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Crime Security The Courts

US Gov't Seeks 7-Month Sentence For LulzSec's Sabu 76

An anonymous reader writes with this news from Wired: "As a reward for his extensive cooperation helping prosecutors hunt down his fellow hackers, the government is seeking time served for the long-awaited sentencing of top LulzSec leader Hector Xavier Monsegur, also known as 'Sabu.' After delaying his sentencing for nearly three years, the government has asked a federal court to sentence Monsegur to time served — just seven months — calling him an 'extremely valuable and productive cooperator' in a document that details for the first time his extensive cooperation providing 'unprecedented access to LulzSec.'" That's much less than the 317 months in prison he might otherwise face.
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US Gov't Seeks 7-Month Sentence For LulzSec's Sabu

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  • In some places being a snitch = a beating.

    • by nurb432 ( 527695 )

      And not being in prison helps stop that how?

      • by I'm New Around Here ( 1154723 ) on Sunday May 25, 2014 @09:59AM (#47086999)

        He has more room to run away from the mobs of angry geeks. Unless he actually go into the subterranean lairs, aka their mothers' basements, he can avoid most beatdowns.

        Other than that, how many people know him on sight? How hard would it be to walk through a crowd without being noticed?

        • by Xest ( 935314 )

          Given the level of attention whore the little shit is I suspect he'll be his own worst enemy and start telling us about how awesome he was for raising awareness of corporate and government abuse on the internet but also how he decided he had to be a real good guy in the end "do what's right".

          I'll be genuinely surprised if someone this utterly desperate for attention manages to keep his mouth shut about his life for more than 5 minutes after he completes his sentence.

          The only reason he ever got caught was be

          • Just curious, but is he a 'little shit', because he was a member of LulzSec, or because he cooperated with the authorities?
            • by gweihir ( 88907 ) on Sunday May 25, 2014 @10:39AM (#47087145)

              Yes to both. Extreme grandstanding, nihilistic evil actions and not even a hint of a backbone. An impressive number of the worst possible qualities a human being can have combined in one person. Of course the feds recognize somebody like that as "extremely valuable", they like failed human beings.

              • by Chas ( 5144 )

                Really easy to talk about backbone (or lack thereof) when you aren't the one facing prison time, and don't have a pair of young cousins as dependents for him as sole provider.

                Not saying what he did was right or cool or okay in any way.

                Just saying that unless you've been in a similar situation, with family DEPENDING on you, your protestations are just so much noise.

                • by gweihir ( 88907 )

                  Then maybe, if he was/is sitting in a glasshouse, throwing stones as he did repeatedly, cruelly and immorally was a really, really stupid thing to do?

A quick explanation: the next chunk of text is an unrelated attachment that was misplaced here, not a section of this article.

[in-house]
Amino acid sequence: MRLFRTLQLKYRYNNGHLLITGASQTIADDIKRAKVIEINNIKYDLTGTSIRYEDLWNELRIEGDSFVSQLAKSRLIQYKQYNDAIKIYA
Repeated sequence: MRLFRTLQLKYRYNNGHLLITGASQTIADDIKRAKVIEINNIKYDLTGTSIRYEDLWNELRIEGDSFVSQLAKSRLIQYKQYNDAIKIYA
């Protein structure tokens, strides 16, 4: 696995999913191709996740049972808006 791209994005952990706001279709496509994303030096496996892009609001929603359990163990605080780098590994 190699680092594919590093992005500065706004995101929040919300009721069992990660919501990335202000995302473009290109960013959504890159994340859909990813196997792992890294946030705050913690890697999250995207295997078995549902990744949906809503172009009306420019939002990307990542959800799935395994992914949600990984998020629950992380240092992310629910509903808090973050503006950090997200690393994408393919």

I do not really object to the deal-making so much (that I can understand), but to what he did before.

                  • by Chas ( 5144 )

                    Again, this is why he was *caught*.

                    If you still find this objectionable, look up "Operation Overcast". Read up on it. Then tell me you're still outraged.

                • by Xest ( 935314 )

                  If I had a couple of young dependants I wouldn't prat around doing something illegal just to get attention in the first place so the point is moot.

                  This just makes him even more of a little shit.

              • Suppose he gets the full punishment. It will serve as his deterrent, but it will also serve as a deterrent to others who could be (mark that should be) helpful to the authorities.

                A good question to ask is "Who is the government?". The posting wrote "the government", without explaining if it was the local cop or the DA:

            • Both.

              He's a little shit for being a narcissist asshole who thinks he can do what he pleases and for fucking over everyone else when he was too dumb to not get caught.

            • by Xest ( 935314 )

              Only just got back to this post, but others have already answered in the same way I would anyway. The two aren't mutually exclusive, the answer is both. The guy wasn't hacking because of his principles, but for attention, he blabbed to the authorities because he wasn't hacking for principles.

              So the reason I call him a little shit is because everything he's done is for attention, and not for anything principled and he's ruined his life and that of many others in the process - he's ruined the lives of hackers

        • by nurb432 ( 527695 )

          And more room for the mob to grab him and put him in the river without getting caught.

        • He has more room to run away from the mobs of angry geeks. Unless he actually go into the subterranean lairs, aka their mothers' basements, he can avoid most beatdowns.

          The geek's talk of revenge and revolution always seem to be in inverse proportion to his actions --- though now and again you are left to wonder if you are looking at someone like the Isla Vista shooter.